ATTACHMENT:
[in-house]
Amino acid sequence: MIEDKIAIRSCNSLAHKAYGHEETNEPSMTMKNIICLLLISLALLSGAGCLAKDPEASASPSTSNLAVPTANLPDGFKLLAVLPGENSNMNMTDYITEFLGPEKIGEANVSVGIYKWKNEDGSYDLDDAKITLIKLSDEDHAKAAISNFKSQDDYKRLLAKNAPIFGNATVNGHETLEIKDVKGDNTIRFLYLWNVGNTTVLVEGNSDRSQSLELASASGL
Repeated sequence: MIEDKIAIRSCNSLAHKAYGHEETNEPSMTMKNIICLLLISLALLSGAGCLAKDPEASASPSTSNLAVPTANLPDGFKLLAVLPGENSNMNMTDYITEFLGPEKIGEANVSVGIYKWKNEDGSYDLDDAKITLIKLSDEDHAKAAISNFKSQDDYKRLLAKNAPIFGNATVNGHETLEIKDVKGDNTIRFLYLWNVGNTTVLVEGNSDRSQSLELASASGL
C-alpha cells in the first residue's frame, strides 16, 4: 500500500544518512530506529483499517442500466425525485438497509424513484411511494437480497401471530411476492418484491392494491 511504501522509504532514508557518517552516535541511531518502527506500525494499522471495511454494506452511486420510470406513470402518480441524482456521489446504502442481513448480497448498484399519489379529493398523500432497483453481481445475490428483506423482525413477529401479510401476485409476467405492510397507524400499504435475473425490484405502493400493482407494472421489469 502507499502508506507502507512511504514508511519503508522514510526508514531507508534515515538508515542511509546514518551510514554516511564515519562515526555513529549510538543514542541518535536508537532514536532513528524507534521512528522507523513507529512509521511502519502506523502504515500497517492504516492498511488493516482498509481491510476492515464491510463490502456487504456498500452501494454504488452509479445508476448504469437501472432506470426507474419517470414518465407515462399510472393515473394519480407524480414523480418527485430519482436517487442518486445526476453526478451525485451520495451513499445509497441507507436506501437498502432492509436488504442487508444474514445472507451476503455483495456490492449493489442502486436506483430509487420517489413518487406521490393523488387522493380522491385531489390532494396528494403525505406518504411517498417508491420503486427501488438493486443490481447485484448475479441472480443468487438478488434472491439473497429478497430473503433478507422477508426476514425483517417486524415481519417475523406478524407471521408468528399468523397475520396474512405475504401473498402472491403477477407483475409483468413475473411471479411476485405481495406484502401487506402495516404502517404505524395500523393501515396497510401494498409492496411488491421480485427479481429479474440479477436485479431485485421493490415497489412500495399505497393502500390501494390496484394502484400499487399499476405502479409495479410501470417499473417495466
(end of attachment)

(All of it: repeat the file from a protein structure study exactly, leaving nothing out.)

[in-house]
Amino acid sequence: MIEDKIAIRSCNSLAHKAYGHEETNEPSMTMKNIICLLLISLALLSGAGCLAKDPEASASPSTSNLAVPTANLPDGFKLLAVLPGENSNMNMTDYITEFLGPEKIGEANVSVGIYKWKNEDGSYDLDDAKITLIKLSDEDHAKAAISNFKSQDDYKRLLAKNAPIFGNATVNGHETLEIKDVKGDNTIRFLYLWNVGNTTVLVEGNSDRSQSLELASASGL
Repeated sequence: MIEDKIAIRSCNSLAHKAYGHEETNEPSMTMKNIICLLLISLALLSGAGCLAKDPEASASPSTSNLAVPTANLPDGFKLLAVLPGENSNMNMTDYITEFLGPEKIGEANVSVGIYKWKNEDGSYDLDDAKITLIKLSDEDHAKAAISNFKSQDDYKRLLAKNAPIFGNATVNGHETLEIKDVKGDNTIRFLYLWNVGNTTVLVEGNSDRSQSLELASASGL
C-alpha cells in the first residue's frame, strides 16, 4: 500500500544518512530506529483499517442500466425525485438497509424513484411511494437480497401471530411476492418484491392494491 511504501522509504532514508557518517552516535541511531518502527506500525494499522471495511454494506452511486420510470406513470402518480441524482456521489446504502442481513448480497448498484399519489379529493398523500432497483453481481445475490428483506423482525413477529401479510401476485409476467405492510397507524400499504435475473425490484405502493400493482407494472421489469 502507499502508506507502507512511504514508511519503508522514510526508514531507508534515515538508515542511509546514518551510514554516511564515519562515526555513529549510538543514542541518535536508537532514536532513528524507534521512528522507523513507529512509521511502519502506523502504515500497517492504516492498511488493516482498509481491510476492515464491510463490502456487504456498500452501494454504488452509479445508476448504469437501472432506470426507474419517470414518465407515462399510472393515473394519480407524480414523480418527485430519482436517487442518486445526476453526478451525485451520495451513499445509497441507507436506501437498502432492509436488504442487508444474514445472507451476503455483495456490492449493489442502486436506483430509487420517489413518487406521490393523488387522493380522491385531489390532494396528494403525505406518504411517498417508491420503486427501488438493486443490481447485484448475479441472480443468487438478488434472491439473497429478497430473503433478507422477508426476514425483517417486524415481519417475523406478524407471521408468528399468523397475520396474512405475504401473498402472491403477477407483475409483468413475473411471479411476485405481495406484502401487506402495516404502517404505524395500523393501515396497510401494498409492496411488491421480485427479481429479474440479477436485479431485485421493490415497489412500495399505497393502500390501494390496484394502484400499487399499476405502479409495479410501470417499473417495466